3D Laser Scanning in a Scottish Museum

Walk into the virtual world of a maritime museum

Technology has not only changed the way we gather information but how we share information with each other. As it evolves and advances to new stages, many fields have adopted this technology, understanding the benefits they could receive from it.

The Scottish Maritime Museum started using 3D laser scanning last year to create a way for anyone who has the interest to view their artifacts. For instance, this museum has created and allowed users and access to a cat’s head. This cat head is an artifact found on the Dumbarton ship. The object was gifted to the museum in 1987, and now they have decided to share it with the world.

Not only has this museum adopted 3D laser scanning, but they have used the scans to create virtual reality tours of historic vessels. Users who log onto the website have the option to view inside multiple ships at a full 360° as well as unusual artifacts that they may never have the chance to walk in and see.

Changing museums

3D laser scanning can be one of the best technologies for museums to adopt because it allows guests to interact with an object in ways they could not do physically. It will enable the user to observe an artifact from any angle they wish. As well as from any distance they choose.

This technology could also allow guests from across the world to access what any museum has to offer. Someone from Arizona in the U.S. could open up a new window on their laptops and walk into the virtual world of the Scottish Maritime Museum. Any guest from anywhere could go in to view a specific gallery they find interesting.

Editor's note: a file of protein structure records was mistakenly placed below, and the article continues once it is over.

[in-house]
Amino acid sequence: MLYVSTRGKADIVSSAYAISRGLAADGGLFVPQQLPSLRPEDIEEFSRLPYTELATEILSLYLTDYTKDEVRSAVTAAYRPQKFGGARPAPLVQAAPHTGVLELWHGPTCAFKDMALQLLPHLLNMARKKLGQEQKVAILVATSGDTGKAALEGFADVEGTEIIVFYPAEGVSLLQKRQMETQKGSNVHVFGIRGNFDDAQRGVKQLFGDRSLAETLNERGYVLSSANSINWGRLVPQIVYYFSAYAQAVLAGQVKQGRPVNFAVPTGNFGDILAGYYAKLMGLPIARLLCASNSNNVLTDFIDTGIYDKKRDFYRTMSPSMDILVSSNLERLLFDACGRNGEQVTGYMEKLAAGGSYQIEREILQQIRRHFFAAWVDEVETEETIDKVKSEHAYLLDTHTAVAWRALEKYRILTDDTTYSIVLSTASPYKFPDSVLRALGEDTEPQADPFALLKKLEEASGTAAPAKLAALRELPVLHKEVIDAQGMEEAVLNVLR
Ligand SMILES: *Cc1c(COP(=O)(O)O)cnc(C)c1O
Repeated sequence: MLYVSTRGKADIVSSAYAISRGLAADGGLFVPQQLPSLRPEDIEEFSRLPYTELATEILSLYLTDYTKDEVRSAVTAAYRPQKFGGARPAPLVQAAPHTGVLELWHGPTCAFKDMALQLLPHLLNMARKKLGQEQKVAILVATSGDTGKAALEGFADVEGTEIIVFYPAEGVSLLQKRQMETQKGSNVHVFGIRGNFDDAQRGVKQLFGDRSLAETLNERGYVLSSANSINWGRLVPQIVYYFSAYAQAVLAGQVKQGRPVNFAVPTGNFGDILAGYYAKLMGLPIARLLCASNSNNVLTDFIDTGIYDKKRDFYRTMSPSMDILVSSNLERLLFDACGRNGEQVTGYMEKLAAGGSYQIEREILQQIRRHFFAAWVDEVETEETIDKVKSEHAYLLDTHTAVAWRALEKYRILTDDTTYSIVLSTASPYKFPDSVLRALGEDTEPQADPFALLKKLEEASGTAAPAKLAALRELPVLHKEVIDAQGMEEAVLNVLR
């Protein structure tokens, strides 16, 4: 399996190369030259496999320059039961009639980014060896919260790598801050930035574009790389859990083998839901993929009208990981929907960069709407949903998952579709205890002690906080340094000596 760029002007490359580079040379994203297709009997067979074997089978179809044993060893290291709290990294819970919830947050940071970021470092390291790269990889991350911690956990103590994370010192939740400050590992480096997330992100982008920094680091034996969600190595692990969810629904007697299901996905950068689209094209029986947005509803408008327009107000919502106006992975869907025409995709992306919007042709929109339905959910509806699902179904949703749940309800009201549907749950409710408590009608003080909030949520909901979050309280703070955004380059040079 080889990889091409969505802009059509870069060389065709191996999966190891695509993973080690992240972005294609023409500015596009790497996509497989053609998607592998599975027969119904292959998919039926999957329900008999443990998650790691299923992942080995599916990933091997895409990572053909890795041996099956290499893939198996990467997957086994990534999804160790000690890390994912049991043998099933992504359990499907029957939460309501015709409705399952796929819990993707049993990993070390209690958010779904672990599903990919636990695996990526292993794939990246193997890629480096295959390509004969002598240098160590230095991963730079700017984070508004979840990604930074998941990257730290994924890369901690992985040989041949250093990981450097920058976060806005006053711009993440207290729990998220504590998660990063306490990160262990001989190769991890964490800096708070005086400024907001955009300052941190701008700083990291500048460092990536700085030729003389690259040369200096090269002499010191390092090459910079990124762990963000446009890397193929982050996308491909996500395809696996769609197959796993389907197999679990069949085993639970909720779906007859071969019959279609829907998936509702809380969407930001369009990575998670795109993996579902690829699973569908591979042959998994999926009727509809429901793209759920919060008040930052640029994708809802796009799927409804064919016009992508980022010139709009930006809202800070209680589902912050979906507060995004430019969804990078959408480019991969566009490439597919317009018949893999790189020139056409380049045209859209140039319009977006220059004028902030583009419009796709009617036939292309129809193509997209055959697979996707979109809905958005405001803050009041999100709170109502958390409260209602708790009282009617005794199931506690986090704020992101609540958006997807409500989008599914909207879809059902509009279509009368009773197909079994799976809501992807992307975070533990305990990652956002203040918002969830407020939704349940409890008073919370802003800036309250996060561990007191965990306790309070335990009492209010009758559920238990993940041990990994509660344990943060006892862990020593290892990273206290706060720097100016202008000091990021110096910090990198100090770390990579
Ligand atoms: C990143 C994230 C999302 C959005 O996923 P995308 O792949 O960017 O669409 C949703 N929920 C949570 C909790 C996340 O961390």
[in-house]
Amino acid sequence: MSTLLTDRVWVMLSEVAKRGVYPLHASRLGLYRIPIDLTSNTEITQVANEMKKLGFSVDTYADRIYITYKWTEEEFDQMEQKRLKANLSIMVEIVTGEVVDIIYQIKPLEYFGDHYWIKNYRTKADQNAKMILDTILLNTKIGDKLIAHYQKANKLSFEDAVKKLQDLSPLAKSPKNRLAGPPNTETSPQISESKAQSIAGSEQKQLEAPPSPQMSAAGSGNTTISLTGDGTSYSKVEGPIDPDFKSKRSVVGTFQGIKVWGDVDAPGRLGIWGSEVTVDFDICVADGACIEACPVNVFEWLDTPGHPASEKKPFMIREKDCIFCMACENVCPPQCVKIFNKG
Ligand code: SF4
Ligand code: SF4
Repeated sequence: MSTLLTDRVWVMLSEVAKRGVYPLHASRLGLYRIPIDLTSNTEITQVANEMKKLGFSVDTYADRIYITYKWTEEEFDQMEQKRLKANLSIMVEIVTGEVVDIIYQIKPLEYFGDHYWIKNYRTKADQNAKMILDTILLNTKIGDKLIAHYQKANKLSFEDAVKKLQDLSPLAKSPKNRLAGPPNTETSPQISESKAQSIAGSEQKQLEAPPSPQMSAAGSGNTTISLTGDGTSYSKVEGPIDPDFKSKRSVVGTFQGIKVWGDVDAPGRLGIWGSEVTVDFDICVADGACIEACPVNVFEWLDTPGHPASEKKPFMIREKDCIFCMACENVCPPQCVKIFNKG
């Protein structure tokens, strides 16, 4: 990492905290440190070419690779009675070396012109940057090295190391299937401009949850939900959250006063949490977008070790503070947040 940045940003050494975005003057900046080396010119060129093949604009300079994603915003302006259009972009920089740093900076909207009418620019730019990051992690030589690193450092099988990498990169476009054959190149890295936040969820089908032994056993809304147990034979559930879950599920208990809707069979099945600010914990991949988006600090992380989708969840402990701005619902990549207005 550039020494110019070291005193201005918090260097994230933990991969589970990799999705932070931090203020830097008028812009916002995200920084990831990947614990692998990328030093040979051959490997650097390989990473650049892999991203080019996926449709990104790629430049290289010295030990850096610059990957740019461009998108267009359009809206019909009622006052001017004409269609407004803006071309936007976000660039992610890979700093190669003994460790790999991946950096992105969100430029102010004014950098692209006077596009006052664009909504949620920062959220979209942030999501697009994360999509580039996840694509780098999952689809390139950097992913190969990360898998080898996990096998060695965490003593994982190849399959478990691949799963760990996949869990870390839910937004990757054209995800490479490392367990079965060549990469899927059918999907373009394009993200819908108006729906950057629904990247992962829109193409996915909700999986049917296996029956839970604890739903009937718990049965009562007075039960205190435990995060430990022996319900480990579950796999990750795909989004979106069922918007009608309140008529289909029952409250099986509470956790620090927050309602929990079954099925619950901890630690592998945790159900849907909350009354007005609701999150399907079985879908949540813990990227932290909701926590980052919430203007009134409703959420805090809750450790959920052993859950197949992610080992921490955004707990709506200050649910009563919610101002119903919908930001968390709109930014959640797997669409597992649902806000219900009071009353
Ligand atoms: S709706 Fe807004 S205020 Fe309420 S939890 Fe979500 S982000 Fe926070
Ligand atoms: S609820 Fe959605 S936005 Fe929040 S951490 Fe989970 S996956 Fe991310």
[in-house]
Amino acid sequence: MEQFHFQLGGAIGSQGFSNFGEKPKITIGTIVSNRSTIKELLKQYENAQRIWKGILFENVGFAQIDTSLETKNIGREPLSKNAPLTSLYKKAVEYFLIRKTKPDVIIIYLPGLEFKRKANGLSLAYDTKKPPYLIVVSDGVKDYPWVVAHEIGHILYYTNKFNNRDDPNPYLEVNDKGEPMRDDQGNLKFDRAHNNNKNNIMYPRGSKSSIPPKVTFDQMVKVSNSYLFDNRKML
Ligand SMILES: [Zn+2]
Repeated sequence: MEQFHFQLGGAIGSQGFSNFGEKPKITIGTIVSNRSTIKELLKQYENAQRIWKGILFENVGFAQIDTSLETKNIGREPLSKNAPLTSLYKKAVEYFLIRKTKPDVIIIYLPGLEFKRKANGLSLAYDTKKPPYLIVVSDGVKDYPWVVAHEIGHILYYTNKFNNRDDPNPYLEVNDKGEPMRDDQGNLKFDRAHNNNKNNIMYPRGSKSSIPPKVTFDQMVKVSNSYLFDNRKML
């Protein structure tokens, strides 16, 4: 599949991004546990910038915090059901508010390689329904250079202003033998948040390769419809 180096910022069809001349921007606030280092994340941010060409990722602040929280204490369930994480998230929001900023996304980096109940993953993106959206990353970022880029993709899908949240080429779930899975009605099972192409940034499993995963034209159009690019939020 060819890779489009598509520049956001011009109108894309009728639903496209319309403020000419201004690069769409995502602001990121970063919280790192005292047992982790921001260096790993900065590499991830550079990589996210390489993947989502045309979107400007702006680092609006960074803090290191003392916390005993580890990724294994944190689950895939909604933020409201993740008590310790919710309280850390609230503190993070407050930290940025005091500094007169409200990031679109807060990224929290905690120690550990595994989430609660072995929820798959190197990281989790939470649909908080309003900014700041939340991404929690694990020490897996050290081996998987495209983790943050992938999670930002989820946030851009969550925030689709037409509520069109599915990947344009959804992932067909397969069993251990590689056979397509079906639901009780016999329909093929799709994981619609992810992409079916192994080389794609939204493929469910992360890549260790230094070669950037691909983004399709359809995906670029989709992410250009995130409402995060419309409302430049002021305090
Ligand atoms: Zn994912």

Why it’s useful technology

Not only does 3D laser scanning allow people to interact with historical artifacts in a different way. It allows for various details to be highlighted. This technology is incredibly accurate and precise. No researcher will ever have to worry about creating a 3D model or replica that is missing any details.

3D laser scanning allows a device to take rapid pictures of an object, sometimes collecting thousands of images per second. These images contain information like texture, size, and color. It can pick up small little cracks that can be fully visible to study after it is transferred to a partnering system.

This technology creates a free way for people to learn about history and can be shared with anyone who has an interest. Not all museums are adopting 3D laser scanning at a rapid pace but slowly is it gaining traction.

Final thoughts

3D laser scanning allows museums to create virtual worlds and replicas based around history. It enables them to preserve digital copies, and share amongst people across the globe. It is one of the best ways to create replicas without harming an object.

Once this technology gains more adoption globally, more museums will start using 3D laser scanning. This will change the way we view and interact with museums around the world, and will preserve our history for future generations.

Keep reading: more articles about 3D scanning

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